Being one of this school’s comic book nerds, only a few others from my rare breed can truly understand the anxiety when a new movie is scheduled to be released. It doesn’t matter if you know, or even like the character, something in our brain just makes us twitch right up until our butts plop in a chair, the lights go out and the movie we’ve been waiting so long to see begins.
Before school ended last year, Marvel announced two movies would be coming to theaters over the summer: “Ant-Man” and “The Fantastic Four.”
It was a long wait for the first of the films to come out. Then, on July 17th, Ant-Man premiered in many cinematic structures across the country.
I should’ve been a little more open minded to this little-big hero. It was kind of ridiculous. Come on, what the heck, Marvel? You could choose any hero, but you make a movie based on some dude with ants in his pants. It didn’t take long for me to change my mind.
After just a few minutes into “Ant-Man,” my distraught faded. I was impressed because it brought something new to the table. It was unique. It wasn’t your typical superhuman trying to stop an alien army and that’s what made it interesting.
Now, thanks to director Peyton Reed, every kid now roams the neighborhood trying to Jedi mind-trick ants into doing their bidding.
Although, admittedly, it would be pretty cool to be able to fly on an ant, seeing Paul Rudd on one is good for now. The effects were pretty standard as far as movies go nowadays. The costumes were cool too, but pretty basic. The only thing that stands out are the ants. They were realistic looking for human sized insects.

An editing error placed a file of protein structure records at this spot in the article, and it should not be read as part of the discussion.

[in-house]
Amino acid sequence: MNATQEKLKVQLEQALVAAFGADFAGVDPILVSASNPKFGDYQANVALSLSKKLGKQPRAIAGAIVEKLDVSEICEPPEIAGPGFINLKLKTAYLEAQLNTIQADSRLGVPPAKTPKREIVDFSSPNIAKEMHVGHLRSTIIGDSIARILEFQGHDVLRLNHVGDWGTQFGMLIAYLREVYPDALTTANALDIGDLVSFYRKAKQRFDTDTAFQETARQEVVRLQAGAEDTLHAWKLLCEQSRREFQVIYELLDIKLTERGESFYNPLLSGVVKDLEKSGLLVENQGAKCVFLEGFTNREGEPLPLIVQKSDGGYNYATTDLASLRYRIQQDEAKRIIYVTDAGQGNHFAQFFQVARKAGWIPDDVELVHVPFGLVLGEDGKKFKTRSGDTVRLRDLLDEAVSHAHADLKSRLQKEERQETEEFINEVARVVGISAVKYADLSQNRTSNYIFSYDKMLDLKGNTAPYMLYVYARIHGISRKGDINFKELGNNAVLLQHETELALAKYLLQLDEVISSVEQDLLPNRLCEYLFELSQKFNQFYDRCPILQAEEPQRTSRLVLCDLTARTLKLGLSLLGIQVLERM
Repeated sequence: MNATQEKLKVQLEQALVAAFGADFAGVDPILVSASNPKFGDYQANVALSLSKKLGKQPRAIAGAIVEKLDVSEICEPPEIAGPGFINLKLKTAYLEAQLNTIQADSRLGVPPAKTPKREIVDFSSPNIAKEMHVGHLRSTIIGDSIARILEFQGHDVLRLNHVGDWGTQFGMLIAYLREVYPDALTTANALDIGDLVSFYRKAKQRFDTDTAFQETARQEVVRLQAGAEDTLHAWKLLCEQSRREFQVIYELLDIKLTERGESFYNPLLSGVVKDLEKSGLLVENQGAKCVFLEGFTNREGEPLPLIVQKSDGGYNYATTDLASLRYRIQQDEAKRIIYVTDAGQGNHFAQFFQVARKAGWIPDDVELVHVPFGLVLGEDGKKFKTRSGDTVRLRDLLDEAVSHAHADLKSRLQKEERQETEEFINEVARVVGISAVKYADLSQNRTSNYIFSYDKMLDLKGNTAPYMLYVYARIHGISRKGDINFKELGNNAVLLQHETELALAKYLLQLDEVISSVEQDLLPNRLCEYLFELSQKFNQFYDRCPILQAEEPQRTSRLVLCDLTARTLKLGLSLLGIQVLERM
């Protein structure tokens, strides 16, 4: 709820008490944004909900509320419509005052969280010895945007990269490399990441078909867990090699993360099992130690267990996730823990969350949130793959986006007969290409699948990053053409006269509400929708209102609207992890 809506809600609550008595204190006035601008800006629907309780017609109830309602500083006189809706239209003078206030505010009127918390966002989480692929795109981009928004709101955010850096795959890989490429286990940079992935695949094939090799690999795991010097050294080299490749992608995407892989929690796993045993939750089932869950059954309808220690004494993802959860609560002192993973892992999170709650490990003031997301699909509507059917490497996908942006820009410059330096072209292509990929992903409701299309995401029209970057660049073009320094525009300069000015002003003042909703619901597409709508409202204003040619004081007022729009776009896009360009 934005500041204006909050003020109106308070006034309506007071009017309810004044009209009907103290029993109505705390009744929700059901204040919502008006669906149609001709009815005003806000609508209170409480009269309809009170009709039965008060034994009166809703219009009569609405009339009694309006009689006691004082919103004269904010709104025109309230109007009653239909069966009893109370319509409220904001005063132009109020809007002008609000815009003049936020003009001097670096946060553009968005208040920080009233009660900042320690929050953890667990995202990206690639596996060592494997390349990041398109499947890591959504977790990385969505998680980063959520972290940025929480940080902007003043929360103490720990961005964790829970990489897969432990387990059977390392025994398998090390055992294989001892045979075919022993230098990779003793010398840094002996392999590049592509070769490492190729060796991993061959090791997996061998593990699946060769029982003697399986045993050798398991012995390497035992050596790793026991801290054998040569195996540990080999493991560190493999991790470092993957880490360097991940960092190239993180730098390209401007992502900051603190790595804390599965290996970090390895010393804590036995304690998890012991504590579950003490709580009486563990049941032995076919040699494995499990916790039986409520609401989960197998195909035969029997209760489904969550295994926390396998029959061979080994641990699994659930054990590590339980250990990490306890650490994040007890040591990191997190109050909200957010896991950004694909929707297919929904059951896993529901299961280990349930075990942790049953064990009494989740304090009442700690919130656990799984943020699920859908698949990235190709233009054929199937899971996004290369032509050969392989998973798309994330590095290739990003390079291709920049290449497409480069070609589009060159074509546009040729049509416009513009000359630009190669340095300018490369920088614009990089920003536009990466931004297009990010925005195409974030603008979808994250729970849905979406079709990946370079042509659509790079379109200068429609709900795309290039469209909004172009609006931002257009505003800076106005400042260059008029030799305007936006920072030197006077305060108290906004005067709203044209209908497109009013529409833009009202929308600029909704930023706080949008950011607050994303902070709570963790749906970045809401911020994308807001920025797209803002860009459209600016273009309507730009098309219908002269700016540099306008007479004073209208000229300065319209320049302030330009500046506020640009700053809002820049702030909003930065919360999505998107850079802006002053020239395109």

The defining quality with this movie was that it was different. By the time it was over, I was ready for some normal superhero action. Unfortunately, I didn’t quite get it.
August 7th arrived. “Fantastic Four,” the movie I was most excited to see came around. I don’t think Marvel, or Sony, has ever let me down like this before.
Flawed, boring, slow and actionless are all characteristics that perfectly fit alongside the title on the posters. The only thing keeping me awake halfway through the movie was looking at Kate Mara in her super suit. Other than that, the movie had nothing to show for all the money spent making it.
In every movie, the boring part is the backstory. Knowing that the action is just around the corner keeps people motivated not to walk out the back door and start hassling the poor ticket booth kid for a refund.
There was no action! A five minute scene at the end where they declare their heroism and slam their fist in the face of injustice just to knock him out with no problem at all? What? Really? What was the point in even having a bad guy, if all you wanted to do was play with special effects and bore people to death? At least make it worthwhile.
Sony, it’s understandable that you want to live up to the expectations Marvel Studios has set, but it’ll take more than spiffy costumes and super hot actresses to do so. The next time you decide to make a movie, do the world a favor: make it interesting.